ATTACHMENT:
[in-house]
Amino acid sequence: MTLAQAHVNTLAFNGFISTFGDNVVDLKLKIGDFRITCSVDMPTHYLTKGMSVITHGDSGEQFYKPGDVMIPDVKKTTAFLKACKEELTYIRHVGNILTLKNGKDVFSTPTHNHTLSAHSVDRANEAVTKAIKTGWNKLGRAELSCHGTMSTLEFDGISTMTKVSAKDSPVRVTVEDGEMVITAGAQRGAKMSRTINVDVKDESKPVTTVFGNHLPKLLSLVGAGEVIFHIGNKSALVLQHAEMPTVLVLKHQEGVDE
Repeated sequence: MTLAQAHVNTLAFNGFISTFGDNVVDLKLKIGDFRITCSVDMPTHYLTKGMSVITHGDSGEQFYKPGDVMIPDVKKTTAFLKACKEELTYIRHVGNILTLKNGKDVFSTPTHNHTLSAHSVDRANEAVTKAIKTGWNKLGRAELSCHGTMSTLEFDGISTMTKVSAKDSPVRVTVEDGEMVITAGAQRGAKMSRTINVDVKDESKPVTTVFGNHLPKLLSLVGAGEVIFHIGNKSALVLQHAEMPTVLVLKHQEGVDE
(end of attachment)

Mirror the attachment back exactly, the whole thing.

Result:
[in-house]
Amino acid sequence: MTLAQAHVNTLAFNGFISTFGDNVVDLKLKIGDFRITCSVDMPTHYLTKGMSVITHGDSGEQFYKPGDVMIPDVKKTTAFLKACKEELTYIRHVGNILTLKNGKDVFSTPTHNHTLSAHSVDRANEAVTKAIKTGWNKLGRAELSCHGTMSTLEFDGISTMTKVSAKDSPVRVTVEDGEMVITAGAQRGAKMSRTINVDVKDESKPVTTVFGNHLPKLLSLVGAGEVIFHIGNKSALVLQHAEMPTVLVLKHQEGVDE
Repeated sequence: MTLAQAHVNTLAFNGFISTFGDNVVDLKLKIGDFRITCSVDMPTHYLTKGMSVITHGDSGEQFYKPGDVMIPDVKKTTAFLKACKEELTYIRHVGNILTLKNGKDVFSTPTHNHTLSAHSVDRANEAVTKAIKTGWNKLGRAELSCHGTMSTLEFDGISTMTKVSAKDSPVRVTVEDGEMVITAGAQRGAKMSRTINVDVKDESKPVTTVFGNHLPKLLSLVGAGEVIFHIGNKSALVLQHAEMPTVLVLKHQEGVDE